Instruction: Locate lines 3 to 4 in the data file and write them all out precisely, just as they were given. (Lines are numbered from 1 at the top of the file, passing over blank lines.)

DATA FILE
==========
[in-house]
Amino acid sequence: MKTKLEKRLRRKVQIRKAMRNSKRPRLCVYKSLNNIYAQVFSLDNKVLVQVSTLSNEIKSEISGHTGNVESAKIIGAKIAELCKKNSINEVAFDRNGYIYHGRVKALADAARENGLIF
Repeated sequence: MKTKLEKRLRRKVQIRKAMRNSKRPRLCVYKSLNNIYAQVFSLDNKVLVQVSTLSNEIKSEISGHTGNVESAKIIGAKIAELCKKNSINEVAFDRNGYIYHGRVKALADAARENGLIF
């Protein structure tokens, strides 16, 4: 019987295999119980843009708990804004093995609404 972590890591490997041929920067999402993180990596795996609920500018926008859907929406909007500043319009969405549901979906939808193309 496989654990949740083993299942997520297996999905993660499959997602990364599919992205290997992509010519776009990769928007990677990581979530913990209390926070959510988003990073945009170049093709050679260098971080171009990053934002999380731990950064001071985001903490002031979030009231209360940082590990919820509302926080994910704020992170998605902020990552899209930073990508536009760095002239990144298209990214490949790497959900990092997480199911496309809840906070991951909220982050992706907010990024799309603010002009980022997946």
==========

Repeated sequence: MKTKLEKRLRRKVQIRKAMRNSKRPRLCVYKSLNNIYAQVFSLDNKVLVQVSTLSNEIKSEISGHTGNVESAKIIGAKIAELCKKNSINEVAFDRNGYIYHGRVKALADAARENGLIF
């Protein structure tokens, strides 16, 4: 019987295999119980843009708990804004093995609404 972590890591490997041929920067999402993180990596795996609920500018926008859907929406909007500043319009969405549901979906939808193309 496989654990949740083993299942997520297996999905993660499959997602990364599919992205290997992509010519776009990769928007990677990581979530913990209390926070959510988003990073945009170049093709050679260098971080171009990053934002999380731990950064001071985001903490002031979030009231209360940082590990919820509302926080994910704020992170998605902020990552899209930073990508536009760095002239990144298209990214490949790497959900990092997480199911496309809840906070991951909220982050992706907010990024799309603010002009980022997946």